The name “Antonio Sanchez” has been plastered all over headlines since yesterday. Who is he and why is he making news? Let me break it down for you:
Antonio Sanchez is the former mayor of Calauan, Laguna, the mastermind in the rape-slaying of Eileen Sarmenta, and the murder of her boyfriend, Allan Gomez. Eileen and Allan were both students of the University of the Philippines, Los Baños (UPLB).
On June 28, 1993, Eileen and Allan were waiting inside a Toyota Tamaraw van outside the Agrix Complex on their campus. It was then that Sanchez’s armed henchmen hatched the plan to abduct Eileen to offer her as a “gift” to the then-mayor. Eileen was reported to have previously interviewed the mayor for the school paper, which is when he took interest in her.
Eileen was sent straight to the then-mayor’s room. Gomez was beaten up by then-PNP Calauan Deputy Chief George Medialdea, Luis Corcolon, Rogelio “Boy” Corcolon, Zoilo Ama, Baldwin Brio, and Pepito Kawit.
ABS-CBN News disclosed that the mayor raped Eileen, handed her over to his six men to be raped again before she was shot in the face, according to court records.
In the same year, Kit Alqueza, son of Gen. Alqueza was falsely accused of conducting the murder, and was led to a room full of media personnel and was accused before national television of the crime without the benefit of a legal counsel and the chance to defend himself.
The chief of the Presidential Anti-Crime Commission (PACC) at that time was Joseph Estrada, and he held on to this accusation despite witness statements that allegations were false. It was then suggested by observers and opinion writers that the fabrication was aimed to divert the focus from Calauan Mayor Antonio Sanchez who had been identified by witnesses as the principal suspect in the UPLB case.
After 16 months of trial and a number of other witnesses, the truth finally came out. On March 14, 1995, the judge concluded that Antonio Sanchez and several henchmen (some of whom were policemen) were guilty of seven counts of rape with homicide.
Inquirer.net reports that then-Mayor Sanchez, then-PNP Calauan Deputy Chief George Medialdea, Luis Corcolon, Rogelio “Boy” Corcolon, Zoilo Ama, Baldwin Brio, and Pepito Kawit were each sentenced to seven terms of reclusion perpetua— a maximum of 40 years of imprisonment and ordered to pay damages.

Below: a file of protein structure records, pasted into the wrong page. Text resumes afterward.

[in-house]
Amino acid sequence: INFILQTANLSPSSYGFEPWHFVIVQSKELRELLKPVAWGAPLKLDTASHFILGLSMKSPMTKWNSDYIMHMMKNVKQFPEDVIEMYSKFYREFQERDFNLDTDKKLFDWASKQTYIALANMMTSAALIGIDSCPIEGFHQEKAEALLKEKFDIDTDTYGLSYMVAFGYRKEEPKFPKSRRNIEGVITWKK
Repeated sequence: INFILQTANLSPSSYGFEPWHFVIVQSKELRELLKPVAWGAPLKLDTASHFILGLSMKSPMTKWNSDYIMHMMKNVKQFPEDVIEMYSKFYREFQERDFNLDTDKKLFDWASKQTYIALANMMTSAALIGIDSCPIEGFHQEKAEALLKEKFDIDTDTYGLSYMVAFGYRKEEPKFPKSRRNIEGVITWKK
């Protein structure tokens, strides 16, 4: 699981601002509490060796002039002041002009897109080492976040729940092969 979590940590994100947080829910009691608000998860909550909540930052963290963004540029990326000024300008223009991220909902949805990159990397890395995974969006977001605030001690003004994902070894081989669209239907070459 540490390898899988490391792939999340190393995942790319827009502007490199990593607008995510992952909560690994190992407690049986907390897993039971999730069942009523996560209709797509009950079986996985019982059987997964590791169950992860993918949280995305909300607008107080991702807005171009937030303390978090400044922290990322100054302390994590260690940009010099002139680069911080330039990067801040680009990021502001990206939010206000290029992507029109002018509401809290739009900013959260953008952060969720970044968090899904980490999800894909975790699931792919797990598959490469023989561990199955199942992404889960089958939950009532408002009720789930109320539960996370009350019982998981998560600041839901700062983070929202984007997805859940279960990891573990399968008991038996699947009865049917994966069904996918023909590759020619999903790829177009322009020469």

If you’re not familiar with the term reclusion perpetua, it is one of two sentences in the country—the other being the life sentence. The length of its sentence is fixed at 40 years, and cannot be altered during sentencing. It also does not allow pardon or parole until after the first 30 years of the sentence have been served, and after 40 years without pardon or parole, the sentence expires.
Why does all of this matter? The men are in prison and due to serve 14 more years.
Or so we thought.
Despite all these convictions, Sanchez may soon walk free. He could be one of the 11,000 inmates who could benefit from the law that reduces the sentence of those who show good behavior.
Under Art. 94 of the Revised Penal Code, as amended by RA 10592, “criminal liability is extinguished partially for good conduct allowances which the culprit may earn while he is undergoing preventive imprisonment or service sentence.”
This sparked public outrage.
A former mayor who raped and murdered two innocent students will be allowed to walk free because of good conduct?
It’s infuriating, to say the least.
Even more so as Sen. Bato Dela Rosa says that the convicted rapist and murderer ‘deserves a second chance.’
“[If] it is determined by the Board of Pardons and Parole that he deserves that commutation, then why not? He deserves a second chance in life,” Dela Rosa said in an interview over ANC.
“After three to five years of serving his sentence and he has no offense committed inside one incarceration and has shown good conduct… he’s given at least 20 days of GCTA per month so bali credited ito. This is credited sa kanyang sentence,” Dela Rosa explained.
However, the chief of the Bureau of Corrections (BuCor) Nicanor Faeldon clarified that the former mayor did in fact, commit various violations while serving his prison sentence—including illegal drug possession after a prison guard found him keeping a packet of shabu (crystal meth), marijuana, and drug paraphernalia.
Although, the chief noted that the case was dismissed by the Muntinlupa court sometime in 2011.
Meanwhile, Sen. Sonny Angara has questioned the “yardstick” used to recommend the release of Sanchez.
“The reduction of prison sentences is not a mathematical formula that can be computed separate and isolated from other factors that must be considered,” the senator said.
“If the person had committed a crime while in prison, like stashing shabu inside the statue of the Blessed Virgin Mary, does this not affect his chances of clemency or even forfeits it?” he asked. “In his ledger of sins, does the commission of a new crime cancel whatever penalty was extinguished by previous good conduct?”
The issue is seen as one of the most major insults to one of the Philippine justice system’s major victories and to the families of his victims’ rights. These developments merely show that those in power still have major influence over our justice system.
Presidential spokesperson Salvador Panelo has confirmed that the Pres. Duterte will not allow the release of the convicted murderer and rapist, and hopefully, this will be the final word for this case.
If there is anyone who deserves a second chance, it would be Eileen Sarmenta and her boyfriend Allan Gomez—who were robbed of lives and futures.
If Antonio Sanchez were a regular tax-paying citizen, and not a former mayor of Laguna, would he be facing the same situation? Or would he have been charged a life sentence back in 1995?
Photo courtesy of Inquirer.net’s Instagram account
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